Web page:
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Title: Sodium silicate stabilization of collapsible clayey calcareous soils
Authors: Opukumo, Alfred Wilson
Issue Date: 2020
Publisher: Newcastle University
Abstract: Collapsible soils have caused infrastructural damages resulting in several economic losses and loss of lives in certain cases. The prerequisite for collapse occurring is an open metastable structure; capable of developing in any soil type given the right placement or aging conditions. Natural and anthropogenic (engineered & non-engineered) collapsible soils exist in many regions of the world. In their unsaturated state, these soils exhibit high enough strength (provided by inter-particle bonds of either suction, clay, calcium carbonate or other salts) but upon wetting and/or loading they undergo repacking due to bond softening/weakening. Despite the large body of research in this subject, there is still poor understanding of the process of softening/weakening and the collapse mechanism of certain bond elements, particularly CaCO3, considering its low solubility in water. Because CaCO3 is common in natural soils, reaching 1-30 % contents in the most commonly known natural collapsible soil (loess), understanding its influence on the collapse phenomenon is crucial for geotechnical characterization of soils in order to design safe and economic earthworks with their long-term serviceability also in focus. In this thesis, an innovative method of simulating an open structure supported by calcite and/or clay bonding has been developed to study mainly the effect of calcite and clay content on the collapse potential (CP) and rate of collapse of calcareous silty-clay soils analogous to marls. A relationship between unconfined compressive strength (UCS) and CP was also examined. Collapsibility and UCS were examined using single and double oedometer techniques and unconfined compressive test (UCT), respectively. Additionally, the potential for a single-step application of sodium silicate solution (silicatization) to improve the soils was investigated. Silicatization was carried out by both impregnation of pre-formed specimens and mixing & kneading prior to specimen formation. Treated oedometer specimens were simply heat-cured (45 – 50 0C) for 24 hours whereas, some UCT specimens were heat-cured, and others cured under room ambience for 7, 14, and 28 day to assess the effect of curing method on UCS. CP was estimated by the percentage decrease in height of an oedometer specimen due to wetting. Different wetting fluids (distilled water and a 5% acid solution (AS)) were used in order to investigate the influence of pore fluid pH on CP. Several wetting stresses were adopted but 300 kPa (roughly equivalent to the self-weight of a 15m high embankment) was the main stress studied. The research found that UCS and stiffness increase with increasing calcite content and clay content, which is possibly due to an increasing in inter-particle bonding. It also reveals that the magnitude and rate of collapse are controlled mainly by the calcite content, pH of wetting fluid, clay content, dry density, and wetting stress. Both magnitude and rate of collapse decrease with increasing CaCO3 content and dry density but CP increases with increasing wetting stress: each sample reaching a maximum defined by their initial strength, beyond which CP decreases. Increasing clay content resulted in higher CP for non-calcareous samples but resulted in lower CP for calcareous samples. Wetting with acidic solution demonstrated higher CP and tends to prolong time to reach complete collapse resulting in long-term collapse known as subsidence settlement. Silicatization was found to reduce stiffness at early curing with minimal increase in UCS, but at later ages both UCS and stiffness progressively increased with curing time and drying. Silicatization was more effective at increasing strength and stiffness of specimens with higher clay and calcite contents. For each curing period, mixing & kneading produced higher UCS than impregnation by between 140% - 356%, 63% - 193%, and 16% - 71% at 7, 14, and 28 days curing, respectively. At 300kPa wetting stress, silicatization and heat-curing reduced CP by between 59% – 73% under distilled water wetting and 70% – 78% under AS wetting. Key Words: Calcareous, Collapsibility, Unconfined compressive strength, silicatization.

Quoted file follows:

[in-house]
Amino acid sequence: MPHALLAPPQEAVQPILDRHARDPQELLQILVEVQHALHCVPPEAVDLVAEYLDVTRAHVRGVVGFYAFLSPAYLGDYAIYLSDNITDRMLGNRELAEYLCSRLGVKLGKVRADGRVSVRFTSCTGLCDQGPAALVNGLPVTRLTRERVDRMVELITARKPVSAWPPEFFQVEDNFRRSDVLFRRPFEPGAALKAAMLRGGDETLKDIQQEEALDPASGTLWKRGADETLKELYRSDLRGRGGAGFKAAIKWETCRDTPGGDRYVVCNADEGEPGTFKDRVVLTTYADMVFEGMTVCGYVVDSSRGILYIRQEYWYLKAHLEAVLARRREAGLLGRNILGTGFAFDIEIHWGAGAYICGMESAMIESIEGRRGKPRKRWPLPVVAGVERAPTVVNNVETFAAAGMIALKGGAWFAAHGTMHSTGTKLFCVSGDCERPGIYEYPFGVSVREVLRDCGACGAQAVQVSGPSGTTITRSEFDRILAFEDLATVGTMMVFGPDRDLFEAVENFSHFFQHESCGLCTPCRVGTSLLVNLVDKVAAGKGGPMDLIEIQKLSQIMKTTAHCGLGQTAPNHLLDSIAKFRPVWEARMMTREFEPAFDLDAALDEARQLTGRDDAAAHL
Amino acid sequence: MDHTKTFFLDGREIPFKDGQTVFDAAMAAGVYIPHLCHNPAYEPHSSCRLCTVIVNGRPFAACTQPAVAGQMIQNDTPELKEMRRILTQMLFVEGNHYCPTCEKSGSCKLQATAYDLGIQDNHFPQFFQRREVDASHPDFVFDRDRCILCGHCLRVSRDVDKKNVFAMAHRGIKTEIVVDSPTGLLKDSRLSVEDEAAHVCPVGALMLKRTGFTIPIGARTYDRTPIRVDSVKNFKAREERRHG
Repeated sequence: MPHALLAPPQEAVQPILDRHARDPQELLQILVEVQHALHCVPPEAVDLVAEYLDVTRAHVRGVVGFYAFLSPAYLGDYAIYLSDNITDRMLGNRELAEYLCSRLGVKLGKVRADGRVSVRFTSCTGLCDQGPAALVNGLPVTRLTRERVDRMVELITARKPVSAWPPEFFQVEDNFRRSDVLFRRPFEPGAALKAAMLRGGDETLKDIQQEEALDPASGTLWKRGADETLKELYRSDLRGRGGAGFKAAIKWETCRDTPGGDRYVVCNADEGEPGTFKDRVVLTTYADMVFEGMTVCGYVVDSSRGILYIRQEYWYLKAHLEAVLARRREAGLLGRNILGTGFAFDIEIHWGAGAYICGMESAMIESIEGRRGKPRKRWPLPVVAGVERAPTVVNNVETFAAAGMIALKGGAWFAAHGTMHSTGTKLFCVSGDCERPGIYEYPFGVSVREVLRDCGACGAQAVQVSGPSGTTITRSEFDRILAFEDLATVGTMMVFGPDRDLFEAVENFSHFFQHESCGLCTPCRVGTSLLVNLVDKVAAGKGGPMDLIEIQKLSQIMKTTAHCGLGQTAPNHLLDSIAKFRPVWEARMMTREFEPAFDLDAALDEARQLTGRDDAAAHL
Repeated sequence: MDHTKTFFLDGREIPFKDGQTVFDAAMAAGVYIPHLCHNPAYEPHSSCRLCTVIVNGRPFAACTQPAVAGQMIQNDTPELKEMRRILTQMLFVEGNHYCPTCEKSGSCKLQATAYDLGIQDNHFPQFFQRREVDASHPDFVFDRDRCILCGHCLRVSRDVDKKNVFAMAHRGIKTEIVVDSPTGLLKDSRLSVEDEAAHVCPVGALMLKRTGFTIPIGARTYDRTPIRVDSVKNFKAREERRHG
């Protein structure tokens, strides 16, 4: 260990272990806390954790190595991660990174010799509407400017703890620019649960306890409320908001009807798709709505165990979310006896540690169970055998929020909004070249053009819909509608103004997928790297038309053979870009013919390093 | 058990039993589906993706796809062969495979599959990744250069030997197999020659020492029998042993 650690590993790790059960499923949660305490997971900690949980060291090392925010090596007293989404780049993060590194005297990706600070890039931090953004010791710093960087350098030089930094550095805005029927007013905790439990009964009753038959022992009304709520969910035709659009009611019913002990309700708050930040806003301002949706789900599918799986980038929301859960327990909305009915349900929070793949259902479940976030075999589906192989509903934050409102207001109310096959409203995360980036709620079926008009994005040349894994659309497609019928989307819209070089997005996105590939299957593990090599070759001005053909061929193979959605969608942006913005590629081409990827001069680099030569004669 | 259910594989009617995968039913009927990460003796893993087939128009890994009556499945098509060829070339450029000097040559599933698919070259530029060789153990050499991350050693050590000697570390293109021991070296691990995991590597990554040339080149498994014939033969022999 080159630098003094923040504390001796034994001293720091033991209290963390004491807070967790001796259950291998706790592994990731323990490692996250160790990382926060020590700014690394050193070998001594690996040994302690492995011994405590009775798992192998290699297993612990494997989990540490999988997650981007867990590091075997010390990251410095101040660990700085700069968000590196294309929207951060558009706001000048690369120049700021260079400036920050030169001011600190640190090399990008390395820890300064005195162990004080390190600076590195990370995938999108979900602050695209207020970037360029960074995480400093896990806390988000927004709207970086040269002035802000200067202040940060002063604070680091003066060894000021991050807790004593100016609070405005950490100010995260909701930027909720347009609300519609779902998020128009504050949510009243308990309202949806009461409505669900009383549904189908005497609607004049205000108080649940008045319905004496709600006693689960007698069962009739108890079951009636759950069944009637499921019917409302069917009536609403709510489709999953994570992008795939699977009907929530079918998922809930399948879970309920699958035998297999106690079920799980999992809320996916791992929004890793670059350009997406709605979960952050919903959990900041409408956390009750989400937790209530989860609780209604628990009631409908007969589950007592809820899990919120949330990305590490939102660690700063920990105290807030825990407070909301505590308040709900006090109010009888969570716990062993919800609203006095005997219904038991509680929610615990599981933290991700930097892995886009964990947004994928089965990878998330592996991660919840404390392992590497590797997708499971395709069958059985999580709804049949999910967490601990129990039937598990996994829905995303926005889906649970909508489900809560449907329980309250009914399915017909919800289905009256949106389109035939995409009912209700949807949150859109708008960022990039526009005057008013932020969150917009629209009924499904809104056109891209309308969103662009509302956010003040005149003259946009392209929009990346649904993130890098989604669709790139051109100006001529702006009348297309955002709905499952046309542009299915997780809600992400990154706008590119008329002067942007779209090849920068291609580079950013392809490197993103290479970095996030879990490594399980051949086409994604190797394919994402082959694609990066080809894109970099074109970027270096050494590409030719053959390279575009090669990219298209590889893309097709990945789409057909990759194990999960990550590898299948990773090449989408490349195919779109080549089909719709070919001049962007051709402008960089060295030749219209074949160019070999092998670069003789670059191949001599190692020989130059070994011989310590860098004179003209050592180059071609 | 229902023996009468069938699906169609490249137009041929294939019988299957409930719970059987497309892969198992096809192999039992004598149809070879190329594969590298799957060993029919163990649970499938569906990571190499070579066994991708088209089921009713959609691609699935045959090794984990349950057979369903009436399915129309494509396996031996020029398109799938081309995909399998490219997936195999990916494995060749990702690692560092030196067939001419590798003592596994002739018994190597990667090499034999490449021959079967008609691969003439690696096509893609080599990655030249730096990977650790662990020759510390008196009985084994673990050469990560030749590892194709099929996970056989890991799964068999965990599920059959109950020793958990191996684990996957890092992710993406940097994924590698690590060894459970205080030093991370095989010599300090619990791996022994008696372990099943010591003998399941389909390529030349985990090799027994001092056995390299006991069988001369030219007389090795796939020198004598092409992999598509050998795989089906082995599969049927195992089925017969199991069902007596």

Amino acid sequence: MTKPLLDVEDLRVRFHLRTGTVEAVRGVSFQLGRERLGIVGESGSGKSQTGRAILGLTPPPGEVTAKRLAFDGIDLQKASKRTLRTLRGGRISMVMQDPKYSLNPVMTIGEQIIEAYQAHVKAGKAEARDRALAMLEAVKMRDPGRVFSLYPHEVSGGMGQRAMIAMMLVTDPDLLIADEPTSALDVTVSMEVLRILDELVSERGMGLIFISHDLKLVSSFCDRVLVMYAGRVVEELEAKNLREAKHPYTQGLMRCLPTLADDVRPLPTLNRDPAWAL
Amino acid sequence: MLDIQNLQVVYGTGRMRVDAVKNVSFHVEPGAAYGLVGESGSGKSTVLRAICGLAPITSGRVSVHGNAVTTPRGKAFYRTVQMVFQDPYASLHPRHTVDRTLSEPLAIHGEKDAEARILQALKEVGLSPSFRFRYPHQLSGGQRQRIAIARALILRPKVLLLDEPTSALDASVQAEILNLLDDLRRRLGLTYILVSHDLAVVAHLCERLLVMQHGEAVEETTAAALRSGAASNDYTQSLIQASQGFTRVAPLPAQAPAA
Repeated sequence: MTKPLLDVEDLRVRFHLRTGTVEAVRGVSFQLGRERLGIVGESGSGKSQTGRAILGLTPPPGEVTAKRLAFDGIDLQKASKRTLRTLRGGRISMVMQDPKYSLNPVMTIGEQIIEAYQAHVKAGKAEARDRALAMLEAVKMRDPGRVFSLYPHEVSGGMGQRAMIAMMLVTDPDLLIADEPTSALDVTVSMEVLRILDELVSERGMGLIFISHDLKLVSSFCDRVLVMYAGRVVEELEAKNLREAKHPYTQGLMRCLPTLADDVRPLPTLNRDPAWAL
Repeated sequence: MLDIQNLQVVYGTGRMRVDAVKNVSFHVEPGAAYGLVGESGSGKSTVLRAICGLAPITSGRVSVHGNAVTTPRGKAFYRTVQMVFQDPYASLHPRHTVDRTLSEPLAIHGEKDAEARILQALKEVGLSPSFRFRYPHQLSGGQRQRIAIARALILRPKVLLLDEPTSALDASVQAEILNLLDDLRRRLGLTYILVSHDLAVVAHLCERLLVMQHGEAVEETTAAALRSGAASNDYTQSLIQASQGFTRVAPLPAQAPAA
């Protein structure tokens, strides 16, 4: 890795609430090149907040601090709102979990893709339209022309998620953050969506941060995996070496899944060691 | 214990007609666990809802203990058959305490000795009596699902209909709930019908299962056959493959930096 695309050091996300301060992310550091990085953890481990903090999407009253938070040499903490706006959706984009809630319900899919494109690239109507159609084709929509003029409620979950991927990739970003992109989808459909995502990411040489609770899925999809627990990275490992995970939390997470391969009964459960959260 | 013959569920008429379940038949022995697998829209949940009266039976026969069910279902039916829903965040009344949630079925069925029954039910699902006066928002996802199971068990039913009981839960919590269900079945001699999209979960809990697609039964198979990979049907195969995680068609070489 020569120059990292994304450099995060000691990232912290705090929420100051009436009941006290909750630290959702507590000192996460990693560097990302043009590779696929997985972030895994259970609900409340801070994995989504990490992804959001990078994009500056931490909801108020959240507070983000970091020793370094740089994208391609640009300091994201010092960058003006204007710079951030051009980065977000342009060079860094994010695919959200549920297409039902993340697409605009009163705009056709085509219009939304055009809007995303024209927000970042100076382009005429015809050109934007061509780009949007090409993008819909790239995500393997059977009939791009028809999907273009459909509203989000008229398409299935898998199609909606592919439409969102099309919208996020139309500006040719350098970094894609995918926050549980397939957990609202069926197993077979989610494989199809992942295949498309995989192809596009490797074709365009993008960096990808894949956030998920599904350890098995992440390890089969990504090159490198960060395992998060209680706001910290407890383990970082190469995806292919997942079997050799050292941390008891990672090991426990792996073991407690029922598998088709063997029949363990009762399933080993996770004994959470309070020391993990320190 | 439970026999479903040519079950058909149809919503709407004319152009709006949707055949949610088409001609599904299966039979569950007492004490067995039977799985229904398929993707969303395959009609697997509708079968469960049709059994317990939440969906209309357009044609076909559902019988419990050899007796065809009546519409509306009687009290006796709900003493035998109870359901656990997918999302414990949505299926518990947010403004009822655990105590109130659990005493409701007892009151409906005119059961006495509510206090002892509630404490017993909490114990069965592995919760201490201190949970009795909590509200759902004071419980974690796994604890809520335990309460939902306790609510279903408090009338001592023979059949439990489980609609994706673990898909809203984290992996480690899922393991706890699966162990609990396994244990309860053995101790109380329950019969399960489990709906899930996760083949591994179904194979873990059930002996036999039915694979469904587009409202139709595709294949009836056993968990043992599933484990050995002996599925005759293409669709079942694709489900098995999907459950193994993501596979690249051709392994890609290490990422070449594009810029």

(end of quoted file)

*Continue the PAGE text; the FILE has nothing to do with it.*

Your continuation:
Description: Ph. D. Thesis
Appears in Collections:School of Engineering

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